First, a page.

We have investigated the effects of in utero exposure to Environmentally Persistent Free Radicals (EPFR's) on growth, metabolism, energy utilization and skeletal muscle mitochondria in a mouse model of diet-induced obesity. Pregnant mice were treated with laboratory-generated combustion derived particular matter (MCP230). The adult offspring were placed on a high fat diet for 12 weeks, after which we observed a 9.8% increase in their body weight. The increase in body size observed in the MCP230-exposed mice was not associated with increases in food intake, but was associated with a reduction in physical activity and lower energy expenditure. The reduced energy expenditure in mice indirectly exposed to MCP230 was associated with reductions in skeletal muscle mitochondrial DNA copy number, lower mRNA levels of electron transport genes and reduced citrate synthase activity. Up-regulation of key genes involved in ameliorating oxidative stress was also observed in the muscle of MCP230-exposed mice. These findings suggest that gestational exposure to MCP230 leads to a reduction in energy expenditure, at least in part, through alterations to mitochondrial metabolism in the skeletal muscle.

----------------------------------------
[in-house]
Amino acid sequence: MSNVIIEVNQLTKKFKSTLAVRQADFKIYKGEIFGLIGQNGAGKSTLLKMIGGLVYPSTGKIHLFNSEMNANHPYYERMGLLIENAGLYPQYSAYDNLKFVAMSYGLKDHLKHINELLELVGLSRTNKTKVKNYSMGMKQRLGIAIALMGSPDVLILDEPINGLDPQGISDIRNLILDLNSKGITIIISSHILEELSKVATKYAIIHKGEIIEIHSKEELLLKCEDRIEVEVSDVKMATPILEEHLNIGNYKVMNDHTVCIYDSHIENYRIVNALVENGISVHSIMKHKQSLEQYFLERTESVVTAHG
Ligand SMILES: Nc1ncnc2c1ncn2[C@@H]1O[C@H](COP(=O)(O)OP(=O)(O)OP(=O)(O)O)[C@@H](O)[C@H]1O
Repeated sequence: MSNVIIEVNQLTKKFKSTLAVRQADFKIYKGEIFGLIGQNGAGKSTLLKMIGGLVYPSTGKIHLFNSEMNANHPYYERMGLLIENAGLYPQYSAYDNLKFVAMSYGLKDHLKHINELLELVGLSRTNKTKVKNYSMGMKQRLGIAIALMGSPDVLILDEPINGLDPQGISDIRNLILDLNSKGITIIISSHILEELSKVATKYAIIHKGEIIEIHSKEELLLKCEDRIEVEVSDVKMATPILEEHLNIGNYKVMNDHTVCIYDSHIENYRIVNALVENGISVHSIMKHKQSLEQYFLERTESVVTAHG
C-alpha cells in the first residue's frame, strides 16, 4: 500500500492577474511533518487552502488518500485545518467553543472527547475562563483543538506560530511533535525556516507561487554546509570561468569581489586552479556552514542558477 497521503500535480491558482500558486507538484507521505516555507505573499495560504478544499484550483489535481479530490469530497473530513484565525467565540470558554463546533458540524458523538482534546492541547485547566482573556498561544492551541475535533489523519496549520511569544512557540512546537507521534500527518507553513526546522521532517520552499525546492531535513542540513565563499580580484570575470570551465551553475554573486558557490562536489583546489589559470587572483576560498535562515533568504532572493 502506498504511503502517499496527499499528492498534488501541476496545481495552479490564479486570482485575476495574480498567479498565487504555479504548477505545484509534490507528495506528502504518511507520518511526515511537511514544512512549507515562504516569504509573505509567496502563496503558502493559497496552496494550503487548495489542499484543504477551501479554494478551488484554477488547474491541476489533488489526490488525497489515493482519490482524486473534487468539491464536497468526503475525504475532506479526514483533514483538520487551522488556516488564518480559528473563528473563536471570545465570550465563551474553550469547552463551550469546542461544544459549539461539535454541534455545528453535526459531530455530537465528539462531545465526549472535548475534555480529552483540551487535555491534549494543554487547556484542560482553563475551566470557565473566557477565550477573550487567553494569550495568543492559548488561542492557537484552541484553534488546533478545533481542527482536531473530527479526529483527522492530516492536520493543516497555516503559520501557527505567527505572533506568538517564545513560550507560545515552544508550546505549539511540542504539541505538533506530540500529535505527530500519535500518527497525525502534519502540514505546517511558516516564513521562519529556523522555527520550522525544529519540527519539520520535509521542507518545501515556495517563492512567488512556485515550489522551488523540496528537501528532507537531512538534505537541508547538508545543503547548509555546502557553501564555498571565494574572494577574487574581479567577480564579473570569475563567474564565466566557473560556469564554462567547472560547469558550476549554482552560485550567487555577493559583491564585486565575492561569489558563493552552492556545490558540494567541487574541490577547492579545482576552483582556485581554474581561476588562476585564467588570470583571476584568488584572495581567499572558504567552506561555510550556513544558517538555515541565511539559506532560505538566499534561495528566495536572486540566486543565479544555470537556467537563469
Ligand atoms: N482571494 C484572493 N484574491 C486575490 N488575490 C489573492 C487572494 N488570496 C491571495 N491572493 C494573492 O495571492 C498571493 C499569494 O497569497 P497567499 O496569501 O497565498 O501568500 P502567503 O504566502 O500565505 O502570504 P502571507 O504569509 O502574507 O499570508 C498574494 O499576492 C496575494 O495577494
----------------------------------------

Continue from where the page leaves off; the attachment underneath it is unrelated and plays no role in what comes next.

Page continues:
- in utero exposure
- environmentally persistent free radicals
- skeletal muscle
- Copyright © 2016, American Journal of Physiology - Endocrinology and Metabolism